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11 Cards in this Set

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  • Back
When is fluid therapy needed?
It is needed to correct dehydration, and to maintain hydration, fluid lines and renal function
What are the signs of intracellular dehydration?
Decreased skin turgor
Dry mucous membranes
Sunken eyes
What are the signs of hypovolemia?
Tachycardia, weak pulse, increased CRT, hypothermia, cool extremities, altered mentation and decreased urine production
What are the 5 levels of clinical evaluation of dehydration?
Non apparent dehydration - loss of less than 5% body weight
Mild dehydration - decreased skin elasticity, dry mucous membranes
Moderate dehydration - small increse in CRT, further decrease in skin elasticity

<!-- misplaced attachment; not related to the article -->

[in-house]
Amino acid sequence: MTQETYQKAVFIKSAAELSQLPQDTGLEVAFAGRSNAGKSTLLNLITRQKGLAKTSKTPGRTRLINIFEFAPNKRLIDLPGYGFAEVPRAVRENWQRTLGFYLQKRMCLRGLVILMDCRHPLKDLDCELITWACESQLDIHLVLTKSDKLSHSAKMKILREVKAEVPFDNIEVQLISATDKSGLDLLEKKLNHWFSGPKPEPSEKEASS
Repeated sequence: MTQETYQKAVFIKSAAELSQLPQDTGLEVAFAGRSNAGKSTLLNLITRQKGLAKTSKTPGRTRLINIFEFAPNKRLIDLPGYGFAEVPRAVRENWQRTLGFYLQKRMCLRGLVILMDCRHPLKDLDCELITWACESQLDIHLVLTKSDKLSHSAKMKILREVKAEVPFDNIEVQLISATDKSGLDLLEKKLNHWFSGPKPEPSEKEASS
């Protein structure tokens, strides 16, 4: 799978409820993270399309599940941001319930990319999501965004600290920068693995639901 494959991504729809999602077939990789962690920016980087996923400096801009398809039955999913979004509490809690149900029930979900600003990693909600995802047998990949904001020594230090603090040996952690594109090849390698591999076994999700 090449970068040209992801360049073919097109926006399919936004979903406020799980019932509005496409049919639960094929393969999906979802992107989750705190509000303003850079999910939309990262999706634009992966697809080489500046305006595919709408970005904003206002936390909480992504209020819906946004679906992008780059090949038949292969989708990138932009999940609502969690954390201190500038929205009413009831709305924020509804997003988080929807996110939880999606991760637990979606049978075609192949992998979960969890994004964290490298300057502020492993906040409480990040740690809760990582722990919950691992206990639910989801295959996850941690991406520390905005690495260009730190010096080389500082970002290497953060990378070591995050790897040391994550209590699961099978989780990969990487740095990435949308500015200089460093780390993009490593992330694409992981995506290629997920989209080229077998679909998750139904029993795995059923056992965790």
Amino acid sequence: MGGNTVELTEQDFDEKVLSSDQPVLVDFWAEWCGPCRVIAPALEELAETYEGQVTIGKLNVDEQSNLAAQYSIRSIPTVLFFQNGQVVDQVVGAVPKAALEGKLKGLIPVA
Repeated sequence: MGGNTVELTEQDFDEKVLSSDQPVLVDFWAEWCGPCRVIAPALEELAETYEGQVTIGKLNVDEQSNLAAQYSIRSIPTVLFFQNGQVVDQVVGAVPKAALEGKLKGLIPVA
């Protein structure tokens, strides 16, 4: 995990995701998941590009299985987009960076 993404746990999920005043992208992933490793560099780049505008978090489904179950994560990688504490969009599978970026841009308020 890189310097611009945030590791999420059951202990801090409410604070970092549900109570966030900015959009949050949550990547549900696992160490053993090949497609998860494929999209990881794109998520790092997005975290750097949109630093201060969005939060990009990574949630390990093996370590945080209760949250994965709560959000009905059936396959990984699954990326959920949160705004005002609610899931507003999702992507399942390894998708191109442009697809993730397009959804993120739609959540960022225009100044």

Severe dehydration - skin does not return, increase in CRT
What are the different types of fluids?
Crystalloids (lactated ringers, 0.9% NaCl)
Colloids (Dextran, hetastarch)
Blood products (FFP, PRBC, FWB)
When should you use crystalloids versus colloids?
Crytalloids are less expensive and the 1st choice in most patients
Colloids are used in emergencies or with hypoproteinemia
When should you use lactated ringers?
always, except for:
Potatssium issues - shock, hypoadrenocorticism, urethral obstruction
Lactate issues - lymphoma, liver disease
pH issues - vomiting
When should you use NaCl 0.9%?
Whenever LRS is not the first choice
When should you use hypotonic fluids?
in patients with sodium issues - hypernatremia, sodium retention
Why should you never bolus hypotonic fluids or 5% dextrose?
They can cause hemolysis
When should you use 5% dextrose?
Use in patients that have hypernatremia, glucose issues (diabetic ketoacidosis), when there is risk of hypoglycemia (endotoxemia, insulinoma) and liver disease
use it as a source of free water (not a good caloric source)
You can add electrolytes to it for patients that dont have hypernatremia?